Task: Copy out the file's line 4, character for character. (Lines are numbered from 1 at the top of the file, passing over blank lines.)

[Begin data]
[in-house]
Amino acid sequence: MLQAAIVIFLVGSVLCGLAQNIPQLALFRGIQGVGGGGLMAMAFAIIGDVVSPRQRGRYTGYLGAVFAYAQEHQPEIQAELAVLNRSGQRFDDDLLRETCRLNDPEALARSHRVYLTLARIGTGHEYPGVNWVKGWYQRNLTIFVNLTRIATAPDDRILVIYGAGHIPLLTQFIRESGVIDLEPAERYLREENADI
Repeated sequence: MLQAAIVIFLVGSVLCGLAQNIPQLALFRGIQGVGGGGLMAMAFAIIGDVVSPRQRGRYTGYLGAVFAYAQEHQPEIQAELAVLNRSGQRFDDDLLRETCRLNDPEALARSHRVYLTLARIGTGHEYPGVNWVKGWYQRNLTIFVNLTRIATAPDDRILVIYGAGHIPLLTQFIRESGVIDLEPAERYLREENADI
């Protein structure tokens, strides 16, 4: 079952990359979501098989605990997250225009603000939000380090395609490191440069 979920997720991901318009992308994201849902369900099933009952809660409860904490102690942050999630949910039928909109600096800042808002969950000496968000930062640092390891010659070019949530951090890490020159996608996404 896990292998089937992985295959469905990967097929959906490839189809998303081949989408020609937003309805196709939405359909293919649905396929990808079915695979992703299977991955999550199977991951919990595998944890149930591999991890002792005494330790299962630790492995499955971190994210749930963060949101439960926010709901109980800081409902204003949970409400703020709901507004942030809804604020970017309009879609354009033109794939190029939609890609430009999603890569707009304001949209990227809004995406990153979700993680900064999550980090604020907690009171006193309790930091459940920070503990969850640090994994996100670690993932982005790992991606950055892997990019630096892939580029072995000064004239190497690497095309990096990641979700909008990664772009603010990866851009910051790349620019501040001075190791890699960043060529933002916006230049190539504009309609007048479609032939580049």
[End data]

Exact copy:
């Protein structure tokens, strides 16, 4: 079952990359979501098989605990997250225009603000939000380090395609490191440069 979920997720991901318009992308994201849902369900099933009952809660409860904490102690942050999630949910039928909109600096800042808002969950000496968000930062640092390891010659070019949530951090890490020159996608996404 896990292998089937992985295959469905990967097929959906490839189809998303081949989408020609937003309805196709939405359909293919649905396929990808079915695979992703299977991955999550199977991951919990595998944890149930591999991890002792005494330790299962630790492995499955971190994210749930963060949101439960926010709901109980800081409902204003949970409400703020709901507004942030809804604020970017309009879609354009033109794939190029939609890609430009999603890569707009304001949209990227809004995406990153979700993680900064999550980090604020907690009171006193309790930091459940920070503990969850640090994994996100670690993932982005790992991606950055892997990019630096892939580029072995000064004239190497690497095309990096990641979700909008990664772009603010990866851009910051790349620019501040001075190791890699960043060529933002916006230049190539504009309609007048479609032939580049």